Proposed UD-3 spending plan reflects a 1-percent increase

MIDDLEBURY — The UD-3 school board on Tuesday got its first look at a draft budget that calls for a 1-percent increase in spending for Middlebury Union middle and high schools during the 2016-2017 academic year.
Addison Central Supervisory Union Superintendent Peter Burrows said the spending plan would also place the district $93,845 clear of a state mandate that UD-3 hold itself to no more than a 0.71-pecent increase in per-pupil spending for fiscal year 2017.
The state has authorized per-pupil spending increases ranging from zero to 5.5 percent for school districts in Vermont as part of transitioning to a consolidated school governance structure under Act 46.
The education property tax implications of this first draft of a UD-3 budget will not be clearly known until Dec. 15, Burrows said, alluding to the date by which the Vermont Agency of Education is due to present school districts with more up-to-date state aid and other finance information.
Burrows noted that some Vermont legislators are talking about easing up on the per-pupil spending threshold under Act 46. But there is no guarantee that will happen.
“The House Education Committee got together to talk about potential changes they might make, and they wanted to get together prior to the session starting (in early January), because any changes they do make have to be done right at the opening of the gate,” Burrows said. “School districts across the state are approving budgets in early January (for voters to consider in March).”
At this point, Burrows said the UD-3 board should prepare itself for a worst-case scenario.
“I’ve heard rumors (about possible Act 46 changes) and I don’t want to fall on one side or the other right now,” Burrows said at a Tuesday meeting of the board. “I think the prudent thing to do is to build our budgets with this cost-containment measure as a reality, and if it goes away, we will celebrate and move on from there.”
The proposed UD-3 spending plan of $18,793,826 reflects a 0.2-percent increase in education spending, and a 0.46-percent hike in overall spending in comparison to this year, according to Burrows. It reflects the application of $300,000 in surplus money toward improvements to MUHS and MUMS security, as well as some new lockers at the high school. It also calls for another $289,000 in surplus to be used to offset the tax impacts of the fiscal year 2017 spending proposal.
“That is partially what brings down our costs for the coming year, along with making some small changes… from FY ’16 to FY ’18,” Burrows said.
Bill Lawson and Patrick Reen, principals of MUHS and MUMS, respectively, at Tuesday’s meeting outlined some of the small changes to which Burrows referred.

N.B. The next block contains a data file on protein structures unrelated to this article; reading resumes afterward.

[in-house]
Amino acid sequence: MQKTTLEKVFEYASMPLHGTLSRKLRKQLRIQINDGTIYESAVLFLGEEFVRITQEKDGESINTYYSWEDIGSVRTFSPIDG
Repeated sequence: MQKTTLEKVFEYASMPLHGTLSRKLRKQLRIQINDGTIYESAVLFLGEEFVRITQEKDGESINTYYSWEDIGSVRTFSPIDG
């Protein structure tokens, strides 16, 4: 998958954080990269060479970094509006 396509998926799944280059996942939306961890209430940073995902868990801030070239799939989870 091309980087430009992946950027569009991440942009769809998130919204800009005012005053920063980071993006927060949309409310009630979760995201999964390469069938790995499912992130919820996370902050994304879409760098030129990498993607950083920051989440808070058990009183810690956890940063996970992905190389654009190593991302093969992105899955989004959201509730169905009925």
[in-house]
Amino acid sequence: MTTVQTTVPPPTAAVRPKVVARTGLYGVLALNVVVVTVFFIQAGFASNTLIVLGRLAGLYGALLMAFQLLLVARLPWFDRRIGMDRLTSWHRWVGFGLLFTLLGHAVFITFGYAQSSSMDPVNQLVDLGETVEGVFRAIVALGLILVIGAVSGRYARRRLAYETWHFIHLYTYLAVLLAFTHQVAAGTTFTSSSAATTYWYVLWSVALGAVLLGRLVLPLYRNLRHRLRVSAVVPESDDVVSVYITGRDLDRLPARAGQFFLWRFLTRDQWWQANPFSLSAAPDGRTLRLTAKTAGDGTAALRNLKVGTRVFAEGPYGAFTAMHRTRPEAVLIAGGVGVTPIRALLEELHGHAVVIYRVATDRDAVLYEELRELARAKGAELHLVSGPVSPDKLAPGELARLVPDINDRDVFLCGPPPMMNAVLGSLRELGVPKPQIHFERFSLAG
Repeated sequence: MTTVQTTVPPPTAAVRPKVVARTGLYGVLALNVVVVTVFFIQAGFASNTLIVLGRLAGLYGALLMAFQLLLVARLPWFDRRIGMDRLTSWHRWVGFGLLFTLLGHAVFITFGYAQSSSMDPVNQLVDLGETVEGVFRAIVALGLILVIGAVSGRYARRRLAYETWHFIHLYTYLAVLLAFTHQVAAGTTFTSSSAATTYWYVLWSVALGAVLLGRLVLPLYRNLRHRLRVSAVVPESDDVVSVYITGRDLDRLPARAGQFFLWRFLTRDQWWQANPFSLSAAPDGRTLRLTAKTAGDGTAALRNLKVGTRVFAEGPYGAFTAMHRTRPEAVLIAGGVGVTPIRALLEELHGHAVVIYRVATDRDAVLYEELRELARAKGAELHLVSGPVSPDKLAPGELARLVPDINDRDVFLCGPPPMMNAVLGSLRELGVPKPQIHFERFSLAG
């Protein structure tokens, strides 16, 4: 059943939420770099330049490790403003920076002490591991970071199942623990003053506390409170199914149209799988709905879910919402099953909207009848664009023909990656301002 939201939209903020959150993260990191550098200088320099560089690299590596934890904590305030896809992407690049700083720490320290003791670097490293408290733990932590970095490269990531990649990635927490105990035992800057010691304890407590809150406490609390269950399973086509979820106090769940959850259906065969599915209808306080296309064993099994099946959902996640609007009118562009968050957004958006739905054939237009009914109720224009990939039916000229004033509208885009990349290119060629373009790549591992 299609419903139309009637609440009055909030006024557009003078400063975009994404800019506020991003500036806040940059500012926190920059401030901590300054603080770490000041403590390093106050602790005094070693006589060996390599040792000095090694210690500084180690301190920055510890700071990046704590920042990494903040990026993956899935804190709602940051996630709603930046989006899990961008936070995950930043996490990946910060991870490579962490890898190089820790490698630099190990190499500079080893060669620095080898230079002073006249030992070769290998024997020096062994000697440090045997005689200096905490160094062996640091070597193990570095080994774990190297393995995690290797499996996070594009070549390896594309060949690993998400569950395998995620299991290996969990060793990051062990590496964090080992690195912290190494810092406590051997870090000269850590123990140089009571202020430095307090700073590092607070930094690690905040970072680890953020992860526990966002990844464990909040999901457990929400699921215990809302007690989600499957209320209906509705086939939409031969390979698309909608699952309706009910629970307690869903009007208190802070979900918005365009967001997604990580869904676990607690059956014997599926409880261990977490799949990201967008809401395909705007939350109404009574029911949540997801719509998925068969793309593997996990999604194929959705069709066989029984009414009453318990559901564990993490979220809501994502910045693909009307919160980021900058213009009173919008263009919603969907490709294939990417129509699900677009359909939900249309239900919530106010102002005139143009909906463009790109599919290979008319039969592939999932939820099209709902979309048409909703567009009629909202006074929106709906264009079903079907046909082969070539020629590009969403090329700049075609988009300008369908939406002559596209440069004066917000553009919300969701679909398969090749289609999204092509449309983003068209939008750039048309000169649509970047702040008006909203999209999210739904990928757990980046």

Lawson said he was able to find some significant savings in the high school portion of the UD-3 budget. Some of it relates to the recent replacement of veteran teachers with lower-salaried educators, as well as less-than-anticipated fuel oil and electricity costs. And he praised MUHS teachers for submitting course funding requests that in some cases were the same as this year. Bonding and transportation budgets are also proposed to be level funded, he noted.
On the other hand, Lawson said, he’s anticipating a 7.9-percent increase in health insurance premiums and increased costs associated with alternative education programming.
The high school budget reflects three new positions, including a foreign languages teacher and a guidance counselor to specifically help students with post-secondary education planning. Tuesday’s board meeting included a broad discussion about college counseling resources at MUHS that will be covered in the Dec. 7 issue of the Independent.
Lawson stressed the budget could still change based on unanticipated events.
“A couple of kids moving in or out of the district can throw the budget either way, particularly if they have special needs,” Lawson said.
Reen said the MUMS budget also benefitted from the recent retirement of some veteran teachers and added his teachers also made an effort to present course funding requests that were on the lower side.
The UD-3 board is slated to meet on Dec. 15 to speak further about the budget and to decide whether to again offer an early retirement incentive program to teachers. The program has induced several teachers to retire in recent years, allowing the schools to hire replacements at lower salaries.
Reporter John Flowers is at [email protected].

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